city

I Think I Think is Wrong - 10/20/20


I think that’s not going to be feasible.  I think we can do that.  I think you’re on the right track.  Methinks thou dost protest too much. Please forgive the Shakespearean reference, but it seems to fit well here.  When we are talking to co-workers and customers, and we’re giving Read more

Be Slowest, and Be the Best – Chick-fil-A - 10/13/20


About one week ago, the Atlanta Journal-Constitution had an article that analyzed the results of a SeeLevel HX research engagement on the customer experience at fast food restaurants.  The results were seemingly contradictory.  The fast food chain with by far the overall best drive-thru experience was Chick-fil-A, and yet Read more

Connect During Customer Service Week - 10/6/20


It’s Customer Service Week…woohoo!  This week should be all about the customers we serve and the staff who serve them.  This should be about conveying we value other people, and – hopefully – having other people convey that they value us.  It’s a week about people – about us. This Read more

Temper the Tone of THE VOICE - 9/29/20


The television show The Voice is a singing competition.  The opening episodes of every season begin with individuals singing while judges have their backs to the singer.  The judges can’t see the singer, so they are evaluating the performer purely based on their voice. Oftentimes, when the judge turns around, Read more

Keep On Going - 9/22/20


Thomas Edison once said “Many of life’s failures are experiences by people who did not realize how close they were to success when they gave up.” You are close to success – Keep On Going. Winston Churchill once said "If you’re going through hell, keep going."  This quote has been taken Read more

Lessons Learned for COVID Era Sporting Events


Since the sports world has begun inviting fans back to their events on a limited basis, CSS has been fortunate to work on multiple events with our sports clients.  Much of our work is fan research-oriented, where before or after events, we are engaging fans to identify expectations, potential Read more

Create a Common Definition of Customer Service - 9/15/20


Peter, Paul, and Marie are co-workers. They are all customer service representatives.  When Peter thinks of good customer service, he defines it as being friendly to the customer. “And I am friendly,” Peter says.  “That’s why I don’t know why they send me to customer service training.” Paul thinks customer Read more

COVID-19 Demand Management Strategies for Customer Service Channels


We all want demand for our products or services.  This helps us to generate revenue and to provide something of value to our customers and communities.  But customer demand does not strictly relate to products and services.  Demand also relates to communications, information, issue resolution, education, and other aspects Read more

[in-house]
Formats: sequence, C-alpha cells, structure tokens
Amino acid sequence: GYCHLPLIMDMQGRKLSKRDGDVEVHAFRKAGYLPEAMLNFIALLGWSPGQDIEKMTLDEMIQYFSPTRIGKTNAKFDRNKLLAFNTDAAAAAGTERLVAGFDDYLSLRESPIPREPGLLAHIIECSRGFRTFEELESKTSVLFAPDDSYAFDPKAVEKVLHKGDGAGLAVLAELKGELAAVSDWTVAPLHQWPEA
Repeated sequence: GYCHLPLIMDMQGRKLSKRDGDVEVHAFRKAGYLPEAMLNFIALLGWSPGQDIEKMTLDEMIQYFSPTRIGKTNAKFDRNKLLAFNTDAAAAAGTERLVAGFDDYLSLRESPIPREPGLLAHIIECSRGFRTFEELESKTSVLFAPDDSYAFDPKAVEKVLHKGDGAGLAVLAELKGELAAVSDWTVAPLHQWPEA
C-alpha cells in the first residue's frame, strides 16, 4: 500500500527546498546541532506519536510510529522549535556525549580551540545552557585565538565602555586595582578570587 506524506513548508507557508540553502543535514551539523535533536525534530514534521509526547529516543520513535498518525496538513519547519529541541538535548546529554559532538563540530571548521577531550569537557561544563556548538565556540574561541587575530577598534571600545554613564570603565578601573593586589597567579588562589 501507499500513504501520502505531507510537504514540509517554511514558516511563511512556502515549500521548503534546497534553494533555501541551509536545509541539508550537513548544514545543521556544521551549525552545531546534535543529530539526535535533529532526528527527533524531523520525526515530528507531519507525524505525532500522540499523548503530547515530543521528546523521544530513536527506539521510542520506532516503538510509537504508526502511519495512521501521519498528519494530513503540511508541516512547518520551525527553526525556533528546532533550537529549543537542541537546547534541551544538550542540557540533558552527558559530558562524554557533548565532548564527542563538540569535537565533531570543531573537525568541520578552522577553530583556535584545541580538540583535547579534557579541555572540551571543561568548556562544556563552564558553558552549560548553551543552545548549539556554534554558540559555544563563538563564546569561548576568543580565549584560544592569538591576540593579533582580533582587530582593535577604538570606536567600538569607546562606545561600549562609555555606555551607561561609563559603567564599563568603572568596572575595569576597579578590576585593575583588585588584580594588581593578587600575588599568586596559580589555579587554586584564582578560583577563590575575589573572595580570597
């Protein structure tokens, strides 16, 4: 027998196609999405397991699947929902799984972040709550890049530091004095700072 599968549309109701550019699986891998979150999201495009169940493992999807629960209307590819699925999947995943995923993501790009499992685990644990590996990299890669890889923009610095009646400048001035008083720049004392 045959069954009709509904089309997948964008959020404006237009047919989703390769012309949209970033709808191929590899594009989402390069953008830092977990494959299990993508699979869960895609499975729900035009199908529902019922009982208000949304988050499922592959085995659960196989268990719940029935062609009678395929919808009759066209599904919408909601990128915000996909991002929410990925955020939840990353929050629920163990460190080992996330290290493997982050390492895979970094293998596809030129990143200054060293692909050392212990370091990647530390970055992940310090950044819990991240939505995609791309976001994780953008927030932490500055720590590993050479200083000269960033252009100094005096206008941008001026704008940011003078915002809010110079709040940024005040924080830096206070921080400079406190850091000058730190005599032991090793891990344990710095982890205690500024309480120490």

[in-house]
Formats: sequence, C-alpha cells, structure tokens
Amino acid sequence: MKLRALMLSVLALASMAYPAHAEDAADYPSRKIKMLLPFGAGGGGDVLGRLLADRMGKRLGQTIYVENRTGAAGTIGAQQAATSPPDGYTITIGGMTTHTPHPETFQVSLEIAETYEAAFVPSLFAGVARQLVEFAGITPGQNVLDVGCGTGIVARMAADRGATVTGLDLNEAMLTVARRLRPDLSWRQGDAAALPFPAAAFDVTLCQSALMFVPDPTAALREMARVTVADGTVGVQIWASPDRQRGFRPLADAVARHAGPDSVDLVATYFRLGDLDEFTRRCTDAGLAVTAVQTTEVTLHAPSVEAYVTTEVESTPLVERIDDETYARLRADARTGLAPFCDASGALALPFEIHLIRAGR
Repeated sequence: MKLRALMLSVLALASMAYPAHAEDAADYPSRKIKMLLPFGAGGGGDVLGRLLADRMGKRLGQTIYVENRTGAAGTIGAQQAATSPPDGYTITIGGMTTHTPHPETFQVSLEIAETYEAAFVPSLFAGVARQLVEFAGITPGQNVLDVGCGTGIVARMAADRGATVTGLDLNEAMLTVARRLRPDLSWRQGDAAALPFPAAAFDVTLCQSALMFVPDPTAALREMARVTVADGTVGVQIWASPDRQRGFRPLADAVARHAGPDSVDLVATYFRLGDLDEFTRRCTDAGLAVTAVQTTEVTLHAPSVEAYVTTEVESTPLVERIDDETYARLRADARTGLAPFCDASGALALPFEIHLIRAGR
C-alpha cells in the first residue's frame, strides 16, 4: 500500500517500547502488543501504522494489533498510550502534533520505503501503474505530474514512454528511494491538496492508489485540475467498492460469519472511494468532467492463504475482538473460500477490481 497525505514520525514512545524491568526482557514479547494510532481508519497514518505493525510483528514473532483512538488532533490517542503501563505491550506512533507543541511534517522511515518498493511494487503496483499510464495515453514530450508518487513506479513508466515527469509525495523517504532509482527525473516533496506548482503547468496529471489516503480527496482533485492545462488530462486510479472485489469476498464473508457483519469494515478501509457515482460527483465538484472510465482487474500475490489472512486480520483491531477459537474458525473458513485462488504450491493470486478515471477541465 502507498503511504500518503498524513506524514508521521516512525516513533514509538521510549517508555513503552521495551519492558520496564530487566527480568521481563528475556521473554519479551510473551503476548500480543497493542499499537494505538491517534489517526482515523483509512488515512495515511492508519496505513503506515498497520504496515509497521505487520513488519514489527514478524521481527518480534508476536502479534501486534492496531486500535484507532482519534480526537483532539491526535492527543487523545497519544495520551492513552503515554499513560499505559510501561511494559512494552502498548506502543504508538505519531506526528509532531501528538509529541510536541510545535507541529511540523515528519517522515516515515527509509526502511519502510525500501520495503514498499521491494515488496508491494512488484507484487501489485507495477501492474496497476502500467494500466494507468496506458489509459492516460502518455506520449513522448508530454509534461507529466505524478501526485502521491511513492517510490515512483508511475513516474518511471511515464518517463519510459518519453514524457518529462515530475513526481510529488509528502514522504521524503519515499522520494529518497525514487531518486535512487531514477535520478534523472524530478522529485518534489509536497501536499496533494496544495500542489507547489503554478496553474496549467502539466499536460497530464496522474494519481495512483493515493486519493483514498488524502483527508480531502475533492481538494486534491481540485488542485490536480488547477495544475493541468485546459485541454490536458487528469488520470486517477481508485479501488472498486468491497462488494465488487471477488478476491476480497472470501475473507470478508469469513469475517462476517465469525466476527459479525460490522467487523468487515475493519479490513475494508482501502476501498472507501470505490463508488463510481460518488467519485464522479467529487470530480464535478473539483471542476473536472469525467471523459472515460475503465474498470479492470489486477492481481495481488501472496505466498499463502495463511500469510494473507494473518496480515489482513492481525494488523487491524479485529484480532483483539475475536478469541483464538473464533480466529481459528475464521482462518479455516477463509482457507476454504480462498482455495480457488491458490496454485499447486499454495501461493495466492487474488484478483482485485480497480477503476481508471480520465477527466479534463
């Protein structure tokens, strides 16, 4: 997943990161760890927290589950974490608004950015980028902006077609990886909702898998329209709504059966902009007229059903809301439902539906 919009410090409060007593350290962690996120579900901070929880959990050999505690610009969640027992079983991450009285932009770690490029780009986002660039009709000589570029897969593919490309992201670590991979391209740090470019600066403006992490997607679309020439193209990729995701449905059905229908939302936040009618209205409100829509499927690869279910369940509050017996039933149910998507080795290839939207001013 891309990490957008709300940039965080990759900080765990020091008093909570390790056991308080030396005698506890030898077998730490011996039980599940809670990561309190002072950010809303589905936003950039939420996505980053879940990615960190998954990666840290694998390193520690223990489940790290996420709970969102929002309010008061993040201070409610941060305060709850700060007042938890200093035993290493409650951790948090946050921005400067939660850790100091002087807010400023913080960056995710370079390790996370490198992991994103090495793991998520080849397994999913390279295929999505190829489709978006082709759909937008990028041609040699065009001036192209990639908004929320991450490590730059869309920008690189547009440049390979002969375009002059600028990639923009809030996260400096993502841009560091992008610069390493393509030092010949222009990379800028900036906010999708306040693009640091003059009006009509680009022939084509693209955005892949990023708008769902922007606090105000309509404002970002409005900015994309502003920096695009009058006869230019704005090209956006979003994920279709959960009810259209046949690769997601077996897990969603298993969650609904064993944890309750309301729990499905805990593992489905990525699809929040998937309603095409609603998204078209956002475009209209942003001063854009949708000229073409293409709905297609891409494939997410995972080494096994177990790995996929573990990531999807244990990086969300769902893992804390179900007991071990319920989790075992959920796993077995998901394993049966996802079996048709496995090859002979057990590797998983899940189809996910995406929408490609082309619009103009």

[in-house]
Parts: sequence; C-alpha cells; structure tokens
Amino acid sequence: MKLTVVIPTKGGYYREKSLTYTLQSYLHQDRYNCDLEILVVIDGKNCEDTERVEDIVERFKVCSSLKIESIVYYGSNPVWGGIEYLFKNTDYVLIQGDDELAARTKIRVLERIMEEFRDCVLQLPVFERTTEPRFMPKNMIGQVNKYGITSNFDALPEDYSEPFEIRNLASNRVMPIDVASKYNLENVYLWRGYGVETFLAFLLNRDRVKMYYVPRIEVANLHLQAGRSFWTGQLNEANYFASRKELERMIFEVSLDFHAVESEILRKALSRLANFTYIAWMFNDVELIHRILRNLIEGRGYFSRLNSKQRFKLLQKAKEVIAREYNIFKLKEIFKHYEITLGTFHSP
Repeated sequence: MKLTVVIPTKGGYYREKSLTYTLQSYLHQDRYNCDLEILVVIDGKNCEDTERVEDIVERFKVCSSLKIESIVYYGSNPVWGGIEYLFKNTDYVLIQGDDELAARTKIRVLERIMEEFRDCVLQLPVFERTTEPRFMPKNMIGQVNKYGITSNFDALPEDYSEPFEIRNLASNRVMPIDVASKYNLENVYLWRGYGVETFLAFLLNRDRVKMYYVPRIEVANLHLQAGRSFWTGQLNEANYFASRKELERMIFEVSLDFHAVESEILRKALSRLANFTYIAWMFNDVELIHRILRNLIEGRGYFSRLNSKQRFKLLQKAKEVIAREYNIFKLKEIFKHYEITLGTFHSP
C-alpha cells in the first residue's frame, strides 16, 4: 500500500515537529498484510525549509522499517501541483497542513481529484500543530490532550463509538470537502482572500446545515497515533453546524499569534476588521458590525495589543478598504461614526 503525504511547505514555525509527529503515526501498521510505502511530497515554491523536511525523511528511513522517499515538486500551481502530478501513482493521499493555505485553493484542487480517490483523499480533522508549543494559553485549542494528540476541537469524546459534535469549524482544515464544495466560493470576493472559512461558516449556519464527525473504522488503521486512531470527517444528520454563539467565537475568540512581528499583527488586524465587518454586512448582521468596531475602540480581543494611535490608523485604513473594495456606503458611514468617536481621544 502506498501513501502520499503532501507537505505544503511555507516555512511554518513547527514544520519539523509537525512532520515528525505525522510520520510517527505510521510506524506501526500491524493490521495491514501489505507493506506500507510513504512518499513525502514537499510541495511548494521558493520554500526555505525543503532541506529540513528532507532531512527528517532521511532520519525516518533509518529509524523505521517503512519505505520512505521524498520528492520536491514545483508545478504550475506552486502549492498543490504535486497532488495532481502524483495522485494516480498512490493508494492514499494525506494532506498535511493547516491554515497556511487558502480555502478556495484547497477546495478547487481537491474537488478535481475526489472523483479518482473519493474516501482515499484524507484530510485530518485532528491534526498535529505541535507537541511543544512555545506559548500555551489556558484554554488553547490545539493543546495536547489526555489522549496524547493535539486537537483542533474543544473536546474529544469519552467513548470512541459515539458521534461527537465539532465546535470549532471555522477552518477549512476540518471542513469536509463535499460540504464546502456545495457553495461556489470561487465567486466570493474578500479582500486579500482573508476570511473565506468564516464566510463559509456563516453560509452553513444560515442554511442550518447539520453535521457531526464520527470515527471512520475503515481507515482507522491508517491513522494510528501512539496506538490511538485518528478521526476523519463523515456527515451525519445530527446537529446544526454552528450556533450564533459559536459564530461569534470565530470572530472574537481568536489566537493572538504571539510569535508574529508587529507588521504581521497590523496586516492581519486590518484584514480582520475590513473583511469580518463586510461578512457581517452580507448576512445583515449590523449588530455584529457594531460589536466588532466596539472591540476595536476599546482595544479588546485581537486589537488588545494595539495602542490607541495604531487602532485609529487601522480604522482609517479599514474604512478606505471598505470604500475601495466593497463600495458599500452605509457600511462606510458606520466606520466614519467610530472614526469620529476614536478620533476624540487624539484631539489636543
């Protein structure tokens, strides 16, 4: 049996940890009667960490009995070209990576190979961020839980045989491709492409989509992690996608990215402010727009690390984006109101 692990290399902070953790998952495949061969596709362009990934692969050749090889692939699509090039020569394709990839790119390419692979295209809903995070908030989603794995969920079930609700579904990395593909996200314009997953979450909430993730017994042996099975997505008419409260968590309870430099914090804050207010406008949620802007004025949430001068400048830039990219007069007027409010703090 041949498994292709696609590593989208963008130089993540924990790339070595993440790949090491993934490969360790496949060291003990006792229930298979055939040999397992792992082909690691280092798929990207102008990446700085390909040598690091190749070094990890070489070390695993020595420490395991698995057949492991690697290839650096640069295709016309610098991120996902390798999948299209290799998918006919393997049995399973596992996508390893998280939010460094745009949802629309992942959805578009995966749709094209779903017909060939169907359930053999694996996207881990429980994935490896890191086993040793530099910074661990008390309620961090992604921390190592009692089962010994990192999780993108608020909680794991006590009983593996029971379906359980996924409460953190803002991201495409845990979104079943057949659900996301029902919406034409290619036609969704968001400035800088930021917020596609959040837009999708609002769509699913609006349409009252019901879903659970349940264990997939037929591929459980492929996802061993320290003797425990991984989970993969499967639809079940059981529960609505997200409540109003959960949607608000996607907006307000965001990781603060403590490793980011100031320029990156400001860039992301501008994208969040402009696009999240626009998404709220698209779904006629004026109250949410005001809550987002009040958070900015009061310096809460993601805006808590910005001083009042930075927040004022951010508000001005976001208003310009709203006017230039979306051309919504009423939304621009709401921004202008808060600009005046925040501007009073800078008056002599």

Hard work never killed anybody, but why take a chance? - 9/8/20


This is a quote by Edgar Bergen.  He’s one of the most famous ventriloquists of all time, but I guess he wasn’t necessarily one of the hardest workers of all time.  By sharing this quote, I am not supporting the idea that we shouldn’t work hard…or am I? We only Read more

Reach Out More for COVID-19 Customer Retention


Ever since the Coronavirus pandemic became a reality for individuals, their communities, and their countries, it became clear that people were going to be hurting…that lives were going to be changing…that the realities of the past were going to be very different from the current and near-term future realities. When Read more

Change City Culture by Doing This…and What Else?

Posted on in Business Advice, Government Please leave a comment

Blog 12-2-14In the recent WTOC story City Council discusses budget, customer service, the City of Savannah is highlighted for their initiative to change the culture of the organization. They plan to setup rate-your-service kiosks and put everyone through customer service training. While these are positive actions to take, there has to be more, right?

When you think about a culture, you think about “how things work around here,” you think about how decisions are made, how relationships work, how communications flow, what it’s really like to work at the City of Savannah. So what impacts that?

The organization’s Mission, Vision, and Core Values impact that; leadership has the biggest impact on that culture. Reward/recognition systems, accountability based on well-documented and well-communicated customer service standards impact that culture. The organizational structure, workflow processes, who and how they hire, and internal and external communications impact culture. And yes, measurement is important, but how are they creating a consistent dialogue with residents to truly know and act on the “Voice of the Customer?”

Too many organizations take an approach to changing culture that is like putting new tires on your car; the new tires make the car look a little fresher and shinier, but they haven’t impacted what truly makes the car go.